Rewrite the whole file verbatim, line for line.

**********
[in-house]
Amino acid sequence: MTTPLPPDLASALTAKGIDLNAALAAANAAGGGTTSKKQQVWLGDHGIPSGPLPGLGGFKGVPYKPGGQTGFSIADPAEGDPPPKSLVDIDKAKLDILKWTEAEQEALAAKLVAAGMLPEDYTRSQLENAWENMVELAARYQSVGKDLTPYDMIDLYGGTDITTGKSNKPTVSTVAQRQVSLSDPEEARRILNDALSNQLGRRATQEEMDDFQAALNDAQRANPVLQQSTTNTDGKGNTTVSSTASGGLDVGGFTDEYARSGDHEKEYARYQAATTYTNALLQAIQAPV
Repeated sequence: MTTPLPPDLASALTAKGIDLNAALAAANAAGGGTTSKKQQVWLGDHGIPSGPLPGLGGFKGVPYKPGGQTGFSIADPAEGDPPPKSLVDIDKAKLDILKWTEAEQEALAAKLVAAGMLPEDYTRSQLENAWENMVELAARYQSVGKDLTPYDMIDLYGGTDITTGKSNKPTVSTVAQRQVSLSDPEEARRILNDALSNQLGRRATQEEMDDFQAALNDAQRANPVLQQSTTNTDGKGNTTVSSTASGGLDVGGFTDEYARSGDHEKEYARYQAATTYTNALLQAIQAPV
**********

[in-house]
Amino acid sequence: MTTPLPPDLASALTAKGIDLNAALAAANAAGGGTTSKKQQVWLGDHGIPSGPLPGLGGFKGVPYKPGGQTGFSIADPAEGDPPPKSLVDIDKAKLDILKWTEAEQEALAAKLVAAGMLPEDYTRSQLENAWENMVELAARYQSVGKDLTPYDMIDLYGGTDITTGKSNKPTVSTVAQRQVSLSDPEEARRILNDALSNQLGRRATQEEMDDFQAALNDAQRANPVLQQSTTNTDGKGNTTVSSTASGGLDVGGFTDEYARSGDHEKEYARYQAATTYTNALLQAIQAPV
Repeated sequence: MTTPLPPDLASALTAKGIDLNAALAAANAAGGGTTSKKQQVWLGDHGIPSGPLPGLGGFKGVPYKPGGQTGFSIADPAEGDPPPKSLVDIDKAKLDILKWTEAEQEALAAKLVAAGMLPEDYTRSQLENAWENMVELAARYQSVGKDLTPYDMIDLYGGTDITTGKSNKPTVSTVAQRQVSLSDPEEARRILNDALSNQLGRRATQEEMDDFQAALNDAQRANPVLQQSTTNTDGKGNTTVSSTASGGLDVGGFTDEYARSGDHEKEYARYQAATTYTNALLQAIQAPV